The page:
Staying Motivated When Success Seems Like Too Much Work
We all have days where all we feel like doing is flopping on the couch and relaxing. (Or in my case, going out to eat and relaxing.)
There are things that we know we should be doing in order to be successful, but we just don’t feel like doing them. And that’s normal.
No one is gung-ho 100% of the time. It’s ok to give yourself a break, especially a scheduled break. It’s even a good idea.
The problem occurs when “I don’t feel like it” or “Oh I’ll do it later” becomes a way of life.
Think about these two questions:
1. What is the most important thing that you want to accomplish?
2. How much time did you spend working toward that thing yesterday, and over the past week?
Now, how do those amounts of time compare to the amounts of time you spent doing things that aren’t all that important in the long-term? (Like folding laundry, doing yard work, or getting a new high score on your favorite game.)
Laundry and yard work will always be there. But your goal? It’ll be successfully DONE once you get there.
Spend your time on what’s actually important to you
If you want to be successful at something, then do things that will get you to where you want to be. I know, I know, it seems completely obvious — and it is, until success seems like too much work.
The thing is, there’s probably a reason that it seems like too much work. For one thing, it does take work to successfully reach a goal. But if you’re constantly putting off the things that will get you to where you want to be, think about why you’re doing that.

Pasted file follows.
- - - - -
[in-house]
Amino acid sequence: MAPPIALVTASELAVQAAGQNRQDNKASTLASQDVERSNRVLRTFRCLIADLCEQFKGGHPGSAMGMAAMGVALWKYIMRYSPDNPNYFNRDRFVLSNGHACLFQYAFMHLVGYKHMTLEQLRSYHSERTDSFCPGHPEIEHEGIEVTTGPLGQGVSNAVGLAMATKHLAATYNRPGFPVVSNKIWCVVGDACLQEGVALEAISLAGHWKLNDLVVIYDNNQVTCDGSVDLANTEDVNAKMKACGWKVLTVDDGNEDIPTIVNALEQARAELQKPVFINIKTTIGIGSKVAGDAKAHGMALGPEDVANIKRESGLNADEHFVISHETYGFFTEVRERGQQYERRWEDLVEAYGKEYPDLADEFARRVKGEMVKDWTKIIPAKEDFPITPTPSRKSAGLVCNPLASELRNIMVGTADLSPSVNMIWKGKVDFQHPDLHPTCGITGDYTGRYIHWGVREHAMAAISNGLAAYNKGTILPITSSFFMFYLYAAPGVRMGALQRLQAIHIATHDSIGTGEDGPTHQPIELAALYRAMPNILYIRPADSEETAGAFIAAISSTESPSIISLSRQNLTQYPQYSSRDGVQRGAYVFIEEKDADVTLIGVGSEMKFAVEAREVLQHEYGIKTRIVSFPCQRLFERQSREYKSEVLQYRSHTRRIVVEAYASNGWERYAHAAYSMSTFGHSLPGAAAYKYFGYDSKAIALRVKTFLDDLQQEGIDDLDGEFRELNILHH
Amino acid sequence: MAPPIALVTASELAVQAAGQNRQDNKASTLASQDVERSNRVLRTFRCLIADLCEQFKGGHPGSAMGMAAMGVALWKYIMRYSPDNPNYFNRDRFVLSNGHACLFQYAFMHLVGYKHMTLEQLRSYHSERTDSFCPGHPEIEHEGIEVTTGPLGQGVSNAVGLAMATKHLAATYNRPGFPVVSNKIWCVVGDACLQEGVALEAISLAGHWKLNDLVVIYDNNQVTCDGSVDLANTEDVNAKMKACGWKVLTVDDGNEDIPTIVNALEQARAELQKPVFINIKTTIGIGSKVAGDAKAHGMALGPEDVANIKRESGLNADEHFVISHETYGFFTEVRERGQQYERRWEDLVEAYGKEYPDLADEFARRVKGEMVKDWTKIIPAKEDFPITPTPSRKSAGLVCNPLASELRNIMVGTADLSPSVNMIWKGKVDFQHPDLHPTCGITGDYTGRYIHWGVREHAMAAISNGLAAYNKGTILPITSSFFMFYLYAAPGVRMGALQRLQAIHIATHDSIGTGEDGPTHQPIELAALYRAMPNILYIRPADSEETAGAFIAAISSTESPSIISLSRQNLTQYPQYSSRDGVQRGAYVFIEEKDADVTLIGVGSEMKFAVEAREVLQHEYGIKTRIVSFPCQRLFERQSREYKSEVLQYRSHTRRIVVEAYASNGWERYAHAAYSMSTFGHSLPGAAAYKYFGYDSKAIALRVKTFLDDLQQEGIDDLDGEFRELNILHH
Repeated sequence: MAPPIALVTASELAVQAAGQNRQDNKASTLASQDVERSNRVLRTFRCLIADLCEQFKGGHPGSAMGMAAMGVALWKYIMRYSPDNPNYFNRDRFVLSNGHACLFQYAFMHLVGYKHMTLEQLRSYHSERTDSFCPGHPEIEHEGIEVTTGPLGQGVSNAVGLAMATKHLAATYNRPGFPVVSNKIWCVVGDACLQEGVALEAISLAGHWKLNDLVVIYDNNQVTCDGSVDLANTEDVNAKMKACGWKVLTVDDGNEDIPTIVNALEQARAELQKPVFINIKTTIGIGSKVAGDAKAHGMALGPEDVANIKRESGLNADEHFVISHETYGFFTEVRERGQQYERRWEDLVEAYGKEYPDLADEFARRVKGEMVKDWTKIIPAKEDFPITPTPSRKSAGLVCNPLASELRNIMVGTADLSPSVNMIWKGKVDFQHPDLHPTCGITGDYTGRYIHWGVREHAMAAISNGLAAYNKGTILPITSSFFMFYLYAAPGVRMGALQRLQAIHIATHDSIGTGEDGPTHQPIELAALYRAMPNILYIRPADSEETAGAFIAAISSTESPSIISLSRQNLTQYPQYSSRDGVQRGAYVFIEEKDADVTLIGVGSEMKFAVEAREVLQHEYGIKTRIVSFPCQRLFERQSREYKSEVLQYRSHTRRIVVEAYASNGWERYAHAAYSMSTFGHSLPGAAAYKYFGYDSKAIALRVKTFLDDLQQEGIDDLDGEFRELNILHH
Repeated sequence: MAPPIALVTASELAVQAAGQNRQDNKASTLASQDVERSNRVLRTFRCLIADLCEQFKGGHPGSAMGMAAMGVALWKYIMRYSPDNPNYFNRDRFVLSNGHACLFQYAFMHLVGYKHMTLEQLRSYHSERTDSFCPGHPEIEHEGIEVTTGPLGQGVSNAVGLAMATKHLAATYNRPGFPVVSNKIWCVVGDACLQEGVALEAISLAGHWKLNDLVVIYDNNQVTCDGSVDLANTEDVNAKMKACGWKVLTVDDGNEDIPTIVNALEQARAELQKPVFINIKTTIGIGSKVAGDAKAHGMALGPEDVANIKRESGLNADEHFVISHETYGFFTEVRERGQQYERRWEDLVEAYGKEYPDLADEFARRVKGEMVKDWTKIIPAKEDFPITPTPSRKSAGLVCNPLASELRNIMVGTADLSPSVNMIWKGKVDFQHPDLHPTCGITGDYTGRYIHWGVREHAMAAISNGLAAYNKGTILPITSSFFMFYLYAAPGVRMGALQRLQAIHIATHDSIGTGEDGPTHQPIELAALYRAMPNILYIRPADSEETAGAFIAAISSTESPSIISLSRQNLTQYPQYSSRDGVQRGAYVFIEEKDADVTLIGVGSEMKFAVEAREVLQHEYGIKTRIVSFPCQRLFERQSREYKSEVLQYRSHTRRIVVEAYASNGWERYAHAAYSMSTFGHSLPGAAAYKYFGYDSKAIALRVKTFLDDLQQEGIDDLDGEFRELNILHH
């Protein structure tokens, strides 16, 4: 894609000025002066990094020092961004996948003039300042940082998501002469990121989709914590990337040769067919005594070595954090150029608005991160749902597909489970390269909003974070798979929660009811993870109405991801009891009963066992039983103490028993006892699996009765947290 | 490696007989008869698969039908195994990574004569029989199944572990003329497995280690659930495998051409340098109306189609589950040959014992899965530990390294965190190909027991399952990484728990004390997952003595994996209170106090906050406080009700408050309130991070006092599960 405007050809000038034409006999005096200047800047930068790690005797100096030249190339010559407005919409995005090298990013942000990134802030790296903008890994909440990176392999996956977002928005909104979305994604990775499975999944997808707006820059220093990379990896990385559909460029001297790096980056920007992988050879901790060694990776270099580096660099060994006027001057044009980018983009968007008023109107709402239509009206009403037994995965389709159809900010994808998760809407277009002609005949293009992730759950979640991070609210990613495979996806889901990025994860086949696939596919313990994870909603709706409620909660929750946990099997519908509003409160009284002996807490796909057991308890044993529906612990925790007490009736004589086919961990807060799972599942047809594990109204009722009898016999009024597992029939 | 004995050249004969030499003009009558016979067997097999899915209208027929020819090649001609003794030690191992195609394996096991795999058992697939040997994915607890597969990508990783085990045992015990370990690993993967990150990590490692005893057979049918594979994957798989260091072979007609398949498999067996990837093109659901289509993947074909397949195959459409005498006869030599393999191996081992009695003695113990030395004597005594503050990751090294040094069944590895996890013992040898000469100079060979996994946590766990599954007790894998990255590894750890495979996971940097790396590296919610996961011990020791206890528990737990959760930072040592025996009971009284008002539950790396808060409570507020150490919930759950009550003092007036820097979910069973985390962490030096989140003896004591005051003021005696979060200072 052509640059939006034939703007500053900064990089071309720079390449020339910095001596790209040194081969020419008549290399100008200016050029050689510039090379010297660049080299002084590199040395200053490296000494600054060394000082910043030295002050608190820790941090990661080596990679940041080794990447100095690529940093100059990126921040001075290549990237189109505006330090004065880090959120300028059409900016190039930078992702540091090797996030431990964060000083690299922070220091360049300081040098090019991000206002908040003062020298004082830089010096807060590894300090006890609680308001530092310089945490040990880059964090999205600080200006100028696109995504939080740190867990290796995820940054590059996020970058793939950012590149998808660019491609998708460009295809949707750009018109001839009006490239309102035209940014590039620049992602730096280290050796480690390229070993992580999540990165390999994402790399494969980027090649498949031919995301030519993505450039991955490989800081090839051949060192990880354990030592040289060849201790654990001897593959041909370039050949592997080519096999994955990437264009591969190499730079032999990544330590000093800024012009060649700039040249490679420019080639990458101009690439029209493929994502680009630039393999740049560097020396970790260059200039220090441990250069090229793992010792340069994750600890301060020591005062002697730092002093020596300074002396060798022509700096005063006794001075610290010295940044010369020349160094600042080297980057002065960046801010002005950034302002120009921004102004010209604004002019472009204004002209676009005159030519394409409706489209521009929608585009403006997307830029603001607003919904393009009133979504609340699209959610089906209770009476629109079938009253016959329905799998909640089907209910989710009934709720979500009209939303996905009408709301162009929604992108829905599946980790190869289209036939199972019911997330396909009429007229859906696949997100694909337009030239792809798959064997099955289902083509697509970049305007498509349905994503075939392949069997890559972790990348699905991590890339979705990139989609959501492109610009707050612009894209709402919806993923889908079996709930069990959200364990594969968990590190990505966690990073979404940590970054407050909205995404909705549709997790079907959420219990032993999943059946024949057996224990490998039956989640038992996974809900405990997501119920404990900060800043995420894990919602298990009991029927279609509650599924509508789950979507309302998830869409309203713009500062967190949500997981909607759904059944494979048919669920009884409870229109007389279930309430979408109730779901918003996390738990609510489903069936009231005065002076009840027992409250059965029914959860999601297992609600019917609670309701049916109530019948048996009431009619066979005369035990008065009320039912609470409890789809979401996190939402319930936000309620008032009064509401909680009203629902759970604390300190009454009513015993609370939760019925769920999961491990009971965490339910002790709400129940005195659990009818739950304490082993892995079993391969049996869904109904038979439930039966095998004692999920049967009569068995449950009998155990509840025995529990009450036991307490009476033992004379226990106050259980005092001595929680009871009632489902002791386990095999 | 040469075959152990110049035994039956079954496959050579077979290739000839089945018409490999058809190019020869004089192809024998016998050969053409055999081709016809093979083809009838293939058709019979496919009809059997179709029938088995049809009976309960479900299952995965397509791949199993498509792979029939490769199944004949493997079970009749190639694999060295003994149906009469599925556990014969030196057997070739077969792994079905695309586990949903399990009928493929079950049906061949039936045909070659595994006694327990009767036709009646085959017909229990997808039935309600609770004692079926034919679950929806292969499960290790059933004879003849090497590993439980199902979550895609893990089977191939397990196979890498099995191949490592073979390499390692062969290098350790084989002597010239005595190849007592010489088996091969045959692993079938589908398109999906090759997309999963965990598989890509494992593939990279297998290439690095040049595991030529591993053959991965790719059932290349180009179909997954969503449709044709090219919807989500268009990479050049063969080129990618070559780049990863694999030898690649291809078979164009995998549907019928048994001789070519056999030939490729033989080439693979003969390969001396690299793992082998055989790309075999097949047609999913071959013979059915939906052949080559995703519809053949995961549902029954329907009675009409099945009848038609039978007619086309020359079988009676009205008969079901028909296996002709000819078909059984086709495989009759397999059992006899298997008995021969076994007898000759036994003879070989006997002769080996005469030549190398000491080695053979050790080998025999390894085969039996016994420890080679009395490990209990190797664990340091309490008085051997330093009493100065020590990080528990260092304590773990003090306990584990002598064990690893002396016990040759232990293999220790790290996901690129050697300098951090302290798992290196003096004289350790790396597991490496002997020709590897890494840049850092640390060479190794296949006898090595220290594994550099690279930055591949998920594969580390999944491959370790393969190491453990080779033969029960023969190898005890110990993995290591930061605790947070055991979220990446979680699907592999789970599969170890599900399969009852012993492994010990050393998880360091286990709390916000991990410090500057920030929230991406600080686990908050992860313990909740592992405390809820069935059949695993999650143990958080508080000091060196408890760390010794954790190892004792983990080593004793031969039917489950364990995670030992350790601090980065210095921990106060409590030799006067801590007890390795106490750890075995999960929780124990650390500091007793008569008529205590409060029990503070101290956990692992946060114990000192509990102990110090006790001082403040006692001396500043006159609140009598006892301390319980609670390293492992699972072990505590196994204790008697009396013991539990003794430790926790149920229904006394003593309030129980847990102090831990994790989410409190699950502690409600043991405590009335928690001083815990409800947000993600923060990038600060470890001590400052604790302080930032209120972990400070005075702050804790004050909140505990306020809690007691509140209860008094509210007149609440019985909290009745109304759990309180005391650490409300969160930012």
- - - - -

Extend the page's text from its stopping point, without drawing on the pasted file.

Face your fears
Take the goal we had (and succeeded at!) of becoming debt-free, house and everything. A fear I had to face regarding that is, what if — now that our house is paid-for — some disaster happens and it’s completely worthless and we end up with nothing? It could happen, and of course I hope it doesn’t, but I can tell you already that I’m glad we paid off our house.
Once you discover what you’re afraid of (because fear is usually the reason people put things off) imagine the absolute worst-case possible ending to your fear.
In my case, that would go like this. If a disaster happens in this relatively low-risk-of-disaster area, I think we’ll have worse things to worry about than a financial setback. Besides, disasters can strike bank and investment accounts too.
Now do the reverse
What’s the BEST case that could happen? Suppose our house triples in value now that it’s paid-for (that actually happened for a brief period during the real estate run-up — too bad it didn’t stay that way), we sell it, and we pay cash for a nicer place or take a trip around the world with the excess. Paying off the house sounds even better that way.
Once you get past the fears, the idea of “too much work” will often turn into an eagerness to get started. You may find yourself looking for a few extra minutes here and there to work on it, and making progress faster than you’d imagined.
Even on the days when you really are just wiped out and in the mood for a movie, you’ll still feel committed to the idea. Because you’re committed to the idea, you’ll find it easier to stick to doing what you need to do despite it being work. Success will be on its way!